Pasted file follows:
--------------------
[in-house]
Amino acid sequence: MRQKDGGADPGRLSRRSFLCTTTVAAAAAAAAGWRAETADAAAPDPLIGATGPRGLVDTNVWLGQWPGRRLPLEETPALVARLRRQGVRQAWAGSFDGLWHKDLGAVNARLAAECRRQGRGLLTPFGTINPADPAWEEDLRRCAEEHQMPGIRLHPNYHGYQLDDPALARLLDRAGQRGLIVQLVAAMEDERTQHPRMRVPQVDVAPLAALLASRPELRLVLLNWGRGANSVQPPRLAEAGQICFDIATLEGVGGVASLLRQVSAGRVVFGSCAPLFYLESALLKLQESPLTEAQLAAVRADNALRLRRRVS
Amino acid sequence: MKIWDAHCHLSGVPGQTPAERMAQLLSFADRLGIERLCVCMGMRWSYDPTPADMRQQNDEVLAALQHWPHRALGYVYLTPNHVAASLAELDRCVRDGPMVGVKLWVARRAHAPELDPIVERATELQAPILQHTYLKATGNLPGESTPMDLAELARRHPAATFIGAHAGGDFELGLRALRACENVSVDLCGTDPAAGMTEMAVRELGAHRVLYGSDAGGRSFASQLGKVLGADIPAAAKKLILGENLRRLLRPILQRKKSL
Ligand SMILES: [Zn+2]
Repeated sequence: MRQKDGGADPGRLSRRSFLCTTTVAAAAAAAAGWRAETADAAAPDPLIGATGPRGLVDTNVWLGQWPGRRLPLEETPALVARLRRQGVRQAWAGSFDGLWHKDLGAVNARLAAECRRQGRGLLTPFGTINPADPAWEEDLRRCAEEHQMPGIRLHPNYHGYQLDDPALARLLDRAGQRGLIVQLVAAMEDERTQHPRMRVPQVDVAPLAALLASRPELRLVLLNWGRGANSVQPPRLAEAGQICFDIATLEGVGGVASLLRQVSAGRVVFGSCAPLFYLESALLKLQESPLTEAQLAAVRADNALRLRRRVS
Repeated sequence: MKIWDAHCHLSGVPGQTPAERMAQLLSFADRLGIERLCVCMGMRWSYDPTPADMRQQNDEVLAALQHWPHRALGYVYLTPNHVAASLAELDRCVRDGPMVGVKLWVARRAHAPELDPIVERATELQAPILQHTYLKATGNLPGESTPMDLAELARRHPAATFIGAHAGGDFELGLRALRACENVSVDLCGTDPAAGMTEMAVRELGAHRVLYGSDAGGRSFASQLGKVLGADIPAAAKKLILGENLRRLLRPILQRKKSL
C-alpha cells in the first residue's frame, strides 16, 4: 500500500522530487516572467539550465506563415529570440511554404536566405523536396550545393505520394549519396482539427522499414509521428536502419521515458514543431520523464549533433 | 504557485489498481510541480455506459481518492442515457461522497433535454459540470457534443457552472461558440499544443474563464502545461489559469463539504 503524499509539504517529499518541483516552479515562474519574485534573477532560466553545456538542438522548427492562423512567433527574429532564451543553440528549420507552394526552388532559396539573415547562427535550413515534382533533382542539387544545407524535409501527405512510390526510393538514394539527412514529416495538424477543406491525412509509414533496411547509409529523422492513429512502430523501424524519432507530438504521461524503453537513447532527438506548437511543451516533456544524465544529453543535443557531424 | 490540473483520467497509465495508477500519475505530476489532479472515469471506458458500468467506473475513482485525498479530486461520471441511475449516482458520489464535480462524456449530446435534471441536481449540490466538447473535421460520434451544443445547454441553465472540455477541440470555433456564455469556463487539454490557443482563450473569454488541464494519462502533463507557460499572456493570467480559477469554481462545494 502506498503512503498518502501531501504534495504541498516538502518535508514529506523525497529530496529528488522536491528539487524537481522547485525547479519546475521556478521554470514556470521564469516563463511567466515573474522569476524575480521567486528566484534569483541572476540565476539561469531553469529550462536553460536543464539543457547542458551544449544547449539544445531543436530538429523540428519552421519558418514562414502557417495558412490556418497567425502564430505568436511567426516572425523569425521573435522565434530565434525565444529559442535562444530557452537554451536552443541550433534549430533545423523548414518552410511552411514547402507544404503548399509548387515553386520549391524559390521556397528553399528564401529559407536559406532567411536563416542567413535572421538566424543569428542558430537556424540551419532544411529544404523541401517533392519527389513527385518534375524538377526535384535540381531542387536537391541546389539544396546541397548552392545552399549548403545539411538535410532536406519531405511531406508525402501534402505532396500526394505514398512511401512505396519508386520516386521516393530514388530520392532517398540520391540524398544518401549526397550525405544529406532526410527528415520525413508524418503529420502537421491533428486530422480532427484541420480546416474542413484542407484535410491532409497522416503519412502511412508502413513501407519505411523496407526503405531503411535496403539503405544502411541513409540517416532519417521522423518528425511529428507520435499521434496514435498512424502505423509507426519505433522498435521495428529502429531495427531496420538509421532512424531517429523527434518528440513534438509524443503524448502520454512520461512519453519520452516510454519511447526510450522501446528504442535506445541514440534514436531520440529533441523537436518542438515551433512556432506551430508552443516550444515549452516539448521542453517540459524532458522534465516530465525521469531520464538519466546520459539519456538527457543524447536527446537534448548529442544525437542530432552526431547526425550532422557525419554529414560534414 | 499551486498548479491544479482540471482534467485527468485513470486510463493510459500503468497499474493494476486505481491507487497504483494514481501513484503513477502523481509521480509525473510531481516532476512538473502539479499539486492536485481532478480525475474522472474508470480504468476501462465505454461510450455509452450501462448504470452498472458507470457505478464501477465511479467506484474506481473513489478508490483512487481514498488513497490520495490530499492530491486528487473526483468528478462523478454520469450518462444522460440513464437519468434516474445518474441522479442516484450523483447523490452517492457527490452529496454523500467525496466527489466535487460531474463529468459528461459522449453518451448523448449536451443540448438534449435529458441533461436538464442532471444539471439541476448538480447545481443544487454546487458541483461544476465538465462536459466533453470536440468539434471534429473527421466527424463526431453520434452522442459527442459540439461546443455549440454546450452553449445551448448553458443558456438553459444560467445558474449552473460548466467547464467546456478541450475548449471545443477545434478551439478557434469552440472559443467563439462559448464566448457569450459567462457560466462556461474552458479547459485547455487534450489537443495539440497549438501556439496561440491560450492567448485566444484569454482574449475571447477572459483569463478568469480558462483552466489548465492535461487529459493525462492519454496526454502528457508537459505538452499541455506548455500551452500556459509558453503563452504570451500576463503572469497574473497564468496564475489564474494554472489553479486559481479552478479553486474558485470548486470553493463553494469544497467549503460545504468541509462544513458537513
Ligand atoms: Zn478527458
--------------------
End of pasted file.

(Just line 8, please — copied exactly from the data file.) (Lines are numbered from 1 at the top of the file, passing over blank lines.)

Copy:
Ligand atoms: Zn478527458